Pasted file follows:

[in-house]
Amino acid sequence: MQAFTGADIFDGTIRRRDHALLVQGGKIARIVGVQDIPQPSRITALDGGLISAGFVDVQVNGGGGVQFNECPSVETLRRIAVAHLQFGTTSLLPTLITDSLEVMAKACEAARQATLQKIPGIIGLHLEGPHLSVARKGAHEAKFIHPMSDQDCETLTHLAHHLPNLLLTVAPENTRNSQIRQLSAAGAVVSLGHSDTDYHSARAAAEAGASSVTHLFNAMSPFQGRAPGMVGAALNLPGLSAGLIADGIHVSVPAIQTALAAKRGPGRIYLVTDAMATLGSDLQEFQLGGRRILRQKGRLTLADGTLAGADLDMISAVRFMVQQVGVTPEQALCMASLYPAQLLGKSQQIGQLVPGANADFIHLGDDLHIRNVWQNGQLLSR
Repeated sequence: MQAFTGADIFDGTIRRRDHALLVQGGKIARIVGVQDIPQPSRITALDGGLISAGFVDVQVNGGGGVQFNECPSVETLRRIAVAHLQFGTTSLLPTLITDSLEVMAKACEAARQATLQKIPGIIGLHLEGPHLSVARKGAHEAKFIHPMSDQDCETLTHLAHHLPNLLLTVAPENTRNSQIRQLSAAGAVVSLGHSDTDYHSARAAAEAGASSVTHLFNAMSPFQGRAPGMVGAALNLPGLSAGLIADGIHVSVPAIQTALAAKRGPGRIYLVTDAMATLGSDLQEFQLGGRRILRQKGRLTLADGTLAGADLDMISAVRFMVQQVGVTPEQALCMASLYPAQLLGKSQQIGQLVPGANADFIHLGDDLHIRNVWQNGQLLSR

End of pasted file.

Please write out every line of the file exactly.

[in-house]
Amino acid sequence: MQAFTGADIFDGTIRRRDHALLVQGGKIARIVGVQDIPQPSRITALDGGLISAGFVDVQVNGGGGVQFNECPSVETLRRIAVAHLQFGTTSLLPTLITDSLEVMAKACEAARQATLQKIPGIIGLHLEGPHLSVARKGAHEAKFIHPMSDQDCETLTHLAHHLPNLLLTVAPENTRNSQIRQLSAAGAVVSLGHSDTDYHSARAAAEAGASSVTHLFNAMSPFQGRAPGMVGAALNLPGLSAGLIADGIHVSVPAIQTALAAKRGPGRIYLVTDAMATLGSDLQEFQLGGRRILRQKGRLTLADGTLAGADLDMISAVRFMVQQVGVTPEQALCMASLYPAQLLGKSQQIGQLVPGANADFIHLGDDLHIRNVWQNGQLLSR
Repeated sequence: MQAFTGADIFDGTIRRRDHALLVQGGKIARIVGVQDIPQPSRITALDGGLISAGFVDVQVNGGGGVQFNECPSVETLRRIAVAHLQFGTTSLLPTLITDSLEVMAKACEAARQATLQKIPGIIGLHLEGPHLSVARKGAHEAKFIHPMSDQDCETLTHLAHHLPNLLLTVAPENTRNSQIRQLSAAGAVVSLGHSDTDYHSARAAAEAGASSVTHLFNAMSPFQGRAPGMVGAALNLPGLSAGLIADGIHVSVPAIQTALAAKRGPGRIYLVTDAMATLGSDLQEFQLGGRRILRQKGRLTLADGTLAGADLDMISAVRFMVQQVGVTPEQALCMASLYPAQLLGKSQQIGQLVPGANADFIHLGDDLHIRNVWQNGQLLSR